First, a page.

Yesterday a BBC TV programme, Countryfile, had a section about the former watercress beds at Lemsford, which are now an important nature reserve, where you can see the green sandpiper. I was interested in the history of the beds, as mentions of watercress growing have often turned up ion this site. 

I soon found a useful online history - but I suspected the beds were older than the explicit references to the 1860s and later. A search of the British Newspaper Archives found two references - one from 1847 and 1854 - which made it clear that George Tims had growing a significant amount of watercress in this part of the Lea valley well before these dates. See Farming Watercress at Lemsford.

Sunday, January 13, 2013

Top UK Genealogy web sites

A list of the 100 top genealogy web sites has been published by GenealogyInTime and I reproduce the sites most relevant to British genealogists:

4 FamilySearch records Worldwide free
6 records UK pay
14 FindMyPast UK records UK pay
24 Genes Reunited records UK pay
36 Free BMD records UK free
42 Roots Chat forum UK free
53 ScotlandsPeople records Scotland pay
58 Genuki records UK free
59 British History Online records UK free
60 thePeerage records UK free
66 British Newspaper Archive newspapers UK pay
72 Forces War Records records UK pay
82 Lost Cousins family tree UK pay
91 British-Genealogy forum UK free
92 The Genealogist records UK pay
93 Commonwealth War Graves records UK free

It should be realised that FamilySearch has one worldwide site while, for instance, Ancestry has several, the top being Compared with last year the number of free sites in the top 100 has dropped, while the British Newspaper Archive is a very respectable new entry.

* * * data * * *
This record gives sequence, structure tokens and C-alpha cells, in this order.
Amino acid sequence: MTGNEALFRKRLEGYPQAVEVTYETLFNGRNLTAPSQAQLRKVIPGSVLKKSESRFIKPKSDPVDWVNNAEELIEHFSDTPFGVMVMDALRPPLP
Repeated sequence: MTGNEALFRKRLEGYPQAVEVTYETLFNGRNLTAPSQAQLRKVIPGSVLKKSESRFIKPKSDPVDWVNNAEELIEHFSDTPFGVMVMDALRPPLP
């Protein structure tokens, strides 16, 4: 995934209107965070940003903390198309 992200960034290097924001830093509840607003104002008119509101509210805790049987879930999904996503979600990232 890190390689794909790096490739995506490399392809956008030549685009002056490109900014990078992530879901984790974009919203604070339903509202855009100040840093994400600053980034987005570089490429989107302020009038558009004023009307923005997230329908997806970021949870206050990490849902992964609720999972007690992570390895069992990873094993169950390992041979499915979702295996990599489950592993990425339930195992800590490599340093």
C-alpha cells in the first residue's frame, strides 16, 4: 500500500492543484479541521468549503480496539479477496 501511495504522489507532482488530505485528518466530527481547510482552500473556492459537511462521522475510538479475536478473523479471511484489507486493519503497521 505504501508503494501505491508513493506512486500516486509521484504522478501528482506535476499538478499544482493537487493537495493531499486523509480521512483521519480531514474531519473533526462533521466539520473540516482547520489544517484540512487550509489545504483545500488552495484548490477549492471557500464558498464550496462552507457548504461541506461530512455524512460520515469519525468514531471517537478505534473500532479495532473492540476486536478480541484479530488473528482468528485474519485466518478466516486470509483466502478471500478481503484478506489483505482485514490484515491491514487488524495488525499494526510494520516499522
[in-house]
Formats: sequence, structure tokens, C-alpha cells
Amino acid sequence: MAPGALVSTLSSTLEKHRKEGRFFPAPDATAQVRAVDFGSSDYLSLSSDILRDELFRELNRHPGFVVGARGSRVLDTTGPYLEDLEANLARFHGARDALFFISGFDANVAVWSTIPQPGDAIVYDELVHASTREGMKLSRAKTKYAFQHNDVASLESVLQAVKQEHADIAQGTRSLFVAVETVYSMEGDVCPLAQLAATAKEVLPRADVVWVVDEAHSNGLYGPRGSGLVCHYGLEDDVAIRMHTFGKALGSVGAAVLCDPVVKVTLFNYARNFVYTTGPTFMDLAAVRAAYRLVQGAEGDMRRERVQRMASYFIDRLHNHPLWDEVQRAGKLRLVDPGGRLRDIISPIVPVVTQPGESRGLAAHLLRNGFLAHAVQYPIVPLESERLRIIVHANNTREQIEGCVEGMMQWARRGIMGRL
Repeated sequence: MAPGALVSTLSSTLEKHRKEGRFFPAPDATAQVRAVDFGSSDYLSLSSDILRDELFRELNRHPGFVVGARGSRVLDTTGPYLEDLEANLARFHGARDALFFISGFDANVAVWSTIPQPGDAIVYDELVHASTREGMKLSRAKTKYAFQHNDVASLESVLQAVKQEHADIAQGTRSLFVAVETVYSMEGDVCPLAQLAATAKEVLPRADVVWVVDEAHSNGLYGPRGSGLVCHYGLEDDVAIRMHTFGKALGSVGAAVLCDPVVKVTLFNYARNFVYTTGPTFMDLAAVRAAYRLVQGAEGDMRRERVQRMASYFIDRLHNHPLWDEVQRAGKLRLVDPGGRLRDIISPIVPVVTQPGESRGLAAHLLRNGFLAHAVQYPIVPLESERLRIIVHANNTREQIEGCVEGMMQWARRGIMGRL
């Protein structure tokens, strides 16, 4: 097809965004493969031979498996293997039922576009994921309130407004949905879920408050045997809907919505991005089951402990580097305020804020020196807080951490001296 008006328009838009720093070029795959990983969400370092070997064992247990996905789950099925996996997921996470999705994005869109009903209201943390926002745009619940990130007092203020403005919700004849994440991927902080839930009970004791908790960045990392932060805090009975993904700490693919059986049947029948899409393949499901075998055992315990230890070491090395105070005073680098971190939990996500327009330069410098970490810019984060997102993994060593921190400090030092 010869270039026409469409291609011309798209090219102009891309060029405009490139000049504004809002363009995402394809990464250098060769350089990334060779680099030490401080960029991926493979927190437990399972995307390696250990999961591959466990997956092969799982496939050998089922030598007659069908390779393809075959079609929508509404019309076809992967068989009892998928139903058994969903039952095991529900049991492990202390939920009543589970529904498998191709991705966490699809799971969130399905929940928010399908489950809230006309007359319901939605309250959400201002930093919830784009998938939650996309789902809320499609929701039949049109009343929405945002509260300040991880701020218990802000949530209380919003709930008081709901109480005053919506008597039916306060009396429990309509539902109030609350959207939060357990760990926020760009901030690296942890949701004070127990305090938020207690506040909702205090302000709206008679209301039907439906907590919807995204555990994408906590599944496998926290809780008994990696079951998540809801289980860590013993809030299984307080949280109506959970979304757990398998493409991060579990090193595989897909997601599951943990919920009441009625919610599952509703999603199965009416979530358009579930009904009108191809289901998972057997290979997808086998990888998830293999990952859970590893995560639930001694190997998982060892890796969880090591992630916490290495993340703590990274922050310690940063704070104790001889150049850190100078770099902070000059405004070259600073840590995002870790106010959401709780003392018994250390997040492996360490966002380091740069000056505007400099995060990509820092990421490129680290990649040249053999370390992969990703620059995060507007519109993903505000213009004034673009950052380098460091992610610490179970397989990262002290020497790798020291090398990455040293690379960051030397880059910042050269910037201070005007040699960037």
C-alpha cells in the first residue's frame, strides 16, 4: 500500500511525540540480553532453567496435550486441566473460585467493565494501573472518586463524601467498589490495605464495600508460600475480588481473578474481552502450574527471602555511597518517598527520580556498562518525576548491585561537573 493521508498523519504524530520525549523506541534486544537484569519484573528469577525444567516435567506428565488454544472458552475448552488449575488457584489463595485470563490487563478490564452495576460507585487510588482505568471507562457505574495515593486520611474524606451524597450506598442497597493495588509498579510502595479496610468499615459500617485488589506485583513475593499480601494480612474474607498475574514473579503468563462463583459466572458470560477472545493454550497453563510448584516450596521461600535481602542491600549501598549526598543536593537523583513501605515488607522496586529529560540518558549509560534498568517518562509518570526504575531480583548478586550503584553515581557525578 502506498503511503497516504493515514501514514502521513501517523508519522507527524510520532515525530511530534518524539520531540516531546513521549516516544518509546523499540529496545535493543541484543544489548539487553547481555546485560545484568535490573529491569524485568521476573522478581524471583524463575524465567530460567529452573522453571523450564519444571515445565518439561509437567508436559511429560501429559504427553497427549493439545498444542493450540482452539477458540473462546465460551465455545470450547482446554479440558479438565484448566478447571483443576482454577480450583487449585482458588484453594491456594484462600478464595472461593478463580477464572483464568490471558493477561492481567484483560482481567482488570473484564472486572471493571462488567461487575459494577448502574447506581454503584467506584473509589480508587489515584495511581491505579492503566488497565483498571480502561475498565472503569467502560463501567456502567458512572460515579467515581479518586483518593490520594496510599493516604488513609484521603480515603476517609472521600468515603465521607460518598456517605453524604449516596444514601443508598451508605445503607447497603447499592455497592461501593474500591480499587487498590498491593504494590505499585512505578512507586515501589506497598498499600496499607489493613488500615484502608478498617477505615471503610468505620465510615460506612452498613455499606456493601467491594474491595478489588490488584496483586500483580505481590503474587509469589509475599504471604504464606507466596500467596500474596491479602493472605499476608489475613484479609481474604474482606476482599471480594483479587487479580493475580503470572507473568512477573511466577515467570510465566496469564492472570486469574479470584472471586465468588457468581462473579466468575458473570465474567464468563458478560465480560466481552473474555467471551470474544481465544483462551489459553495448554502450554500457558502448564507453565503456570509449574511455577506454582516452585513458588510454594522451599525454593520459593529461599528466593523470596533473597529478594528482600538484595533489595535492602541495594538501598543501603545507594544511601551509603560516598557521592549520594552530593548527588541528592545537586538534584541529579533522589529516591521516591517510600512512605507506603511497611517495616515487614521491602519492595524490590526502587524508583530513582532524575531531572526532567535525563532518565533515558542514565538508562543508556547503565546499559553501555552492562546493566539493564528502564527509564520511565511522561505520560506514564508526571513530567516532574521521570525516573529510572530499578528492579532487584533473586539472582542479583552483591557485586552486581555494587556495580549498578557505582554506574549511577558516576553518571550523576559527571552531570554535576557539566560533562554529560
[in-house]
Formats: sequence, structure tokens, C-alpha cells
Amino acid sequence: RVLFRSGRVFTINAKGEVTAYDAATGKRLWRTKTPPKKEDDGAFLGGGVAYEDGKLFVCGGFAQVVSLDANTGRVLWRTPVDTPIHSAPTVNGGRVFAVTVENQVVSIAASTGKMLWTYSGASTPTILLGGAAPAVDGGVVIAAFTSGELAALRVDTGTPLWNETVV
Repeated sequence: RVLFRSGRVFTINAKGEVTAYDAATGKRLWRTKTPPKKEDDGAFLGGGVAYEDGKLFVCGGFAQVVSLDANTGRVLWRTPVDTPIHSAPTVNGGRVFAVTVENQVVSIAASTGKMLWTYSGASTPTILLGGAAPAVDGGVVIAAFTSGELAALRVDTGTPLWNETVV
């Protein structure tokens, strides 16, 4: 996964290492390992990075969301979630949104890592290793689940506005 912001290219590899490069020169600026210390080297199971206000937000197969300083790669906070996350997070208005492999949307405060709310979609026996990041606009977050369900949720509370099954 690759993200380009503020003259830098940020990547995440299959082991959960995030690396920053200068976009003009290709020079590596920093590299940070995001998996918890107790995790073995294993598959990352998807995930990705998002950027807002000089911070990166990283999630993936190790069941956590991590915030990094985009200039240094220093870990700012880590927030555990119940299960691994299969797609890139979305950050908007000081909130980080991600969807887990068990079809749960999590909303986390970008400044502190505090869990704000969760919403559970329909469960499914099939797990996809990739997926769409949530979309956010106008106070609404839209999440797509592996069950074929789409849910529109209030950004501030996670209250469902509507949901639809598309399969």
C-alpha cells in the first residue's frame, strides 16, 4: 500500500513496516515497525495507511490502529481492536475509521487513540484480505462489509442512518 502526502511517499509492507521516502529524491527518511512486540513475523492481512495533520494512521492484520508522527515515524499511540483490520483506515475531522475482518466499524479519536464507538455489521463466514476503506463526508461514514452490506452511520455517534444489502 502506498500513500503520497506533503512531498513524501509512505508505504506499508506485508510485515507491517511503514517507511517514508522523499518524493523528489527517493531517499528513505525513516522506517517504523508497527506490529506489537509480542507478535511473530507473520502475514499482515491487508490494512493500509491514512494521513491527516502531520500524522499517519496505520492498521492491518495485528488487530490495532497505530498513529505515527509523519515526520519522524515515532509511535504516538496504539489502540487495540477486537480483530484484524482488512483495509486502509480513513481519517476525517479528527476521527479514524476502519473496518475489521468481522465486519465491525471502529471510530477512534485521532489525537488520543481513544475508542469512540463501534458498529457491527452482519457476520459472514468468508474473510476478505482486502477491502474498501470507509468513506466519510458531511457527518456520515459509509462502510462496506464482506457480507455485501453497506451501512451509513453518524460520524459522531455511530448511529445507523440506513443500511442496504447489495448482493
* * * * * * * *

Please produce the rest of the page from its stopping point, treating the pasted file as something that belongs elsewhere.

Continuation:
Census Humour - Who was Diddy DADDILUMS?

Census returns
I found an old page discussing Census Humour while reformating pages for the new picture buttons and it set me thinking. ...

The first full census to come out in digitized form was the 1881 census (on CD), although some local censuses (for instance the 1851 census for Berkhamsted and St Albans) had appeared in print. At that time several people reported returns which included fictitious people or inappropriate occupation descriptions which suggest that the house occupant was taking the mickey out of the census enumerator. 

One of these was Sampson J RUMBALL, who was living at Townsend Farm, St Peters, St Albans, and his live-in staff included a governess teacher, cook, domestic servant, nurse and attendant.

The "attendant" was 7 year old female  "Diddy Daddilums", who had been born in St Peters, Hertfordshire, and  the census enumerator had added "(DS)" - so that "Diddy" would be recorded in the census totals as a domestic servant.
I first posted details of this entry online in 1999 and I strongly suspect that "Diddy Daddilums" was the affectionate name of the family dog!

Now the opportunity for such records was reduced because the surviving 1841-1901 census returns were extracts made by the census enumerator who would have had to copy the original returns from the household forms (which have not survived) into the census books (which have) and who may will have censored obviously silly entries.The 1911 census is different. We have the actual household forms - so we know exactly what the householder recorded. Has anyone come across 1911 entries (preferably with a Hertfordshire connection) where, for example, it seems likely that a family pet has been included in the returns? Or perhaps you have found some other entry where the form was deliberately incorrectly filled in - and perhaps "silly" entries crossed out?